Words Heal Individuals and Potentially our World

Words Heal Individuals and Potentially our World

Part of any efforts related to strengthening family ties is about making good use of existing resources and also learning about new ones. I recently sat down with Faiza Coleman-Salako, Founder and Executive Officer of Words Heal, Inc., to learn more about the organization and how their work can support sharing lived experiences and facilitating change when it is needed. 

Words Heal was founded in 2015. Coleman-Salako has a number of credentials under her belt that are perfectly synergized in this venture. She is a behavioral and social services librarian, with over 18 years of experience as an independent information professional and consultant. She is a trained journalist and educator who has a love for literature and the use of it to broaden perspectives and expand knowledge. She is also an African American woman and resident of the Chicago Metro area who has seen the personal and community chaos resulting from racism in all aspects of society, particularly in health care disparities. As a trained mediator, she was also fascinated and empowered by the field of bibliotherapy.

Aligning with Pioneers 

Words Heal is a not-for-profit organization whose mission is to “bridge knowledge gaps in cultures that prevent access to needed social, medical and mental health assistance for people of color, people of faith, the elderly and individuals with disabilities.” They are proud to have recently reached a milestone, with 1,000 clients served. The organization honors the work of Dr. Sadie Peterson Delaney, an African American pioneer in the use of reading materials for therapy. Delaney worked in the New York Public Library, focusing her efforts on immigrants and “troubled” children. She received international acclaim using “every available means” to assist the mentally ill and disabled people at the Veterans Hospital Library in Tuskegee, Alabama. Her work was pivotal in demonstrating that reading relevant literature could improve or reverse the effects of illness on patients in the hospital libraries that she built.  To explain the improvements that doctors noted in a patient that she served, she once said: “Here minds long imprisoned by lethargy are awakened . . . And once again he is alive with enthusiasm and joy derived from the activity.” For her more than 30 years of service, Delaney received an honorary degree from Atlanta University and was named one of the 100 most important leaders of the 20th century by American Libraries.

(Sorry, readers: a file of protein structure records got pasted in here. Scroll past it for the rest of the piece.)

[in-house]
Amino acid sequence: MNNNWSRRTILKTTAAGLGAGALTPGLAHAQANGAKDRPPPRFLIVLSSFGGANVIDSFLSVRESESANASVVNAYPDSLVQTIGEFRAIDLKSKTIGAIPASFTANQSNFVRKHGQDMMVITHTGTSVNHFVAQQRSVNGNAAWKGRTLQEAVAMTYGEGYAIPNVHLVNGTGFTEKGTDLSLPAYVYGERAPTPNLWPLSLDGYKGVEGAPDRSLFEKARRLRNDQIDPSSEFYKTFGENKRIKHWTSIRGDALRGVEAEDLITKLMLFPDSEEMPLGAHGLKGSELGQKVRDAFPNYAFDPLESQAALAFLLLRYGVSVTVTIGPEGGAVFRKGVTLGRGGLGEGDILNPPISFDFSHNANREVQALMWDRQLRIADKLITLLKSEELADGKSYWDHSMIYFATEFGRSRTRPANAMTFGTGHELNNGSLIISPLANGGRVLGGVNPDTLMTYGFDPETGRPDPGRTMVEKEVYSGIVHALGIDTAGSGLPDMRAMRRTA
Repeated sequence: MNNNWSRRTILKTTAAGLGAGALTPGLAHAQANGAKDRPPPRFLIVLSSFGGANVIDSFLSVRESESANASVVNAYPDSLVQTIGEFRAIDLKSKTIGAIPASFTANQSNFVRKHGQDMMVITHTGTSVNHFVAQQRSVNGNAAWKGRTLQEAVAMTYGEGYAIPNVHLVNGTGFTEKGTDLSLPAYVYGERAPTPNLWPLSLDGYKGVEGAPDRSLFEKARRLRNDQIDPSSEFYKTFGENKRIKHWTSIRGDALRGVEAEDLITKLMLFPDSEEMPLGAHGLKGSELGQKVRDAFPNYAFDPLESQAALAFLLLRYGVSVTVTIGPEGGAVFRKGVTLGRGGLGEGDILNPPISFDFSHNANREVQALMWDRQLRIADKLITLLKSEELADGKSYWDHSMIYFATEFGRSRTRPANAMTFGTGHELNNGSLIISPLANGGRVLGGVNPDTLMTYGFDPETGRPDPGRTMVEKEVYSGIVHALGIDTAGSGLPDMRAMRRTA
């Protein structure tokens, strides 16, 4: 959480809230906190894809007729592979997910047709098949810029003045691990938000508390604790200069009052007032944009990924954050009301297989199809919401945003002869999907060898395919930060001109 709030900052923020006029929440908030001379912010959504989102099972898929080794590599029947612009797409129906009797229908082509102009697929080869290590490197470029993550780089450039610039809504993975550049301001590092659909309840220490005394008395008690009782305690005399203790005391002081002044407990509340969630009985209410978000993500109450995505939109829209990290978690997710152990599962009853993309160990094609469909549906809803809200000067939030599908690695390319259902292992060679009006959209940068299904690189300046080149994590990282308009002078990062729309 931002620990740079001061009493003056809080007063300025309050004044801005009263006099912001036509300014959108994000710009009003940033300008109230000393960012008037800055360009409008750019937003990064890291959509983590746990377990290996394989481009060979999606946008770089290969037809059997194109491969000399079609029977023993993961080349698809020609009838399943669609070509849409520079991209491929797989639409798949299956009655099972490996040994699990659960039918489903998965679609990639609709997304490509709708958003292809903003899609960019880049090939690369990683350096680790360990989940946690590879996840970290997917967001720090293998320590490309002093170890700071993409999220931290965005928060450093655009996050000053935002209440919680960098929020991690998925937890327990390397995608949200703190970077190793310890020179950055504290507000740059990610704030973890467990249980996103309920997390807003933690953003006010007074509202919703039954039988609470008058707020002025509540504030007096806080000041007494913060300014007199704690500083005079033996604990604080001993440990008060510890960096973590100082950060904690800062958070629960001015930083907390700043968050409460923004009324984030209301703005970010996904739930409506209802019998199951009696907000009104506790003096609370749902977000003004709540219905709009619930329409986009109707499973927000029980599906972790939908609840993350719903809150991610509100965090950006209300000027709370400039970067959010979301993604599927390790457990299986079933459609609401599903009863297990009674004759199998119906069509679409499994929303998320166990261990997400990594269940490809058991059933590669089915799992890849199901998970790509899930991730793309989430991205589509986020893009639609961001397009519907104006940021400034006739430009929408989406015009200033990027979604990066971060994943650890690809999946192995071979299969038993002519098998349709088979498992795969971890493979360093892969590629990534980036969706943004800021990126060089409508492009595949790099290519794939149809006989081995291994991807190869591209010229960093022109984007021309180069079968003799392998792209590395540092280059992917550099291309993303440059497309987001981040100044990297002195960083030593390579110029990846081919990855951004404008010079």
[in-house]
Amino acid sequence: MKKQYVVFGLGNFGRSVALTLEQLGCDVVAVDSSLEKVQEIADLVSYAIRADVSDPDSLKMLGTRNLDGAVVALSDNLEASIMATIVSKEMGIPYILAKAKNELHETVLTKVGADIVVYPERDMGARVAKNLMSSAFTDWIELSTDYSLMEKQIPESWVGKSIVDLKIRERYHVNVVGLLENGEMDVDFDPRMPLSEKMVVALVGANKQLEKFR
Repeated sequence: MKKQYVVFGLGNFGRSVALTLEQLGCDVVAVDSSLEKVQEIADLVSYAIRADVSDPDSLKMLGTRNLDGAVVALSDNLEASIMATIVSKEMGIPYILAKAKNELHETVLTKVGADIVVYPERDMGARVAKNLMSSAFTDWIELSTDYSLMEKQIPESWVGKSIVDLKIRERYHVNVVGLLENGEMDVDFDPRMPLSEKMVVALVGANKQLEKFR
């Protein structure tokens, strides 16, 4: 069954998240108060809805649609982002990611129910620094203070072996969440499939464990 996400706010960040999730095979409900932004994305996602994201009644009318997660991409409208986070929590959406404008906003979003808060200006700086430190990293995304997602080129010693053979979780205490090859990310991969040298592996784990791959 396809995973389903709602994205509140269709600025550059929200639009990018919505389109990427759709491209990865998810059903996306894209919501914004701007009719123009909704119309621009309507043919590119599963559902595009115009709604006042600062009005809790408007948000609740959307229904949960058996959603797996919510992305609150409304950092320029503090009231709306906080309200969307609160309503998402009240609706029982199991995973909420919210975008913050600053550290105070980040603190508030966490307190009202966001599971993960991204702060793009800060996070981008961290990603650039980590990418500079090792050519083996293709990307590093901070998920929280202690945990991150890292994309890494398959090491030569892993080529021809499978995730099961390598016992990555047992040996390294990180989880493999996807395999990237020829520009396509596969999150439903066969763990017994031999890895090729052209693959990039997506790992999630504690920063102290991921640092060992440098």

According to Coleman-Salako, bibliotherapy as a field is “as old as books” and has seen waves of popularity here in the U.S. and abroad. In the U.S., it is still widely used by school counselors but broader use is mired by confusion over whether it should be a field managed by librarians or mental health professionals. In the United Kingdom and Australia, there has been a tremendous rebirth with the use of bibliotherapy at a clinical level. There is no coincidence that in these nations, access to universal health coverage is a right.

Words Heal uses developmental bibliotherapy to address the issue of diversity and inclusion for the elderly, faith community, and persons with “invisible” disabilities (such as autistic adults) and as an effective tool for people in crisis. People of color who have a lack of information to make informed decisions about their physical and mental health can also benefit greatly from this tool. The organization believes that part of the effectiveness of bibliotherapy lies in the fact that not everyone is willing to seek professional help, but most everyone enjoys a discussion about a good book or media production.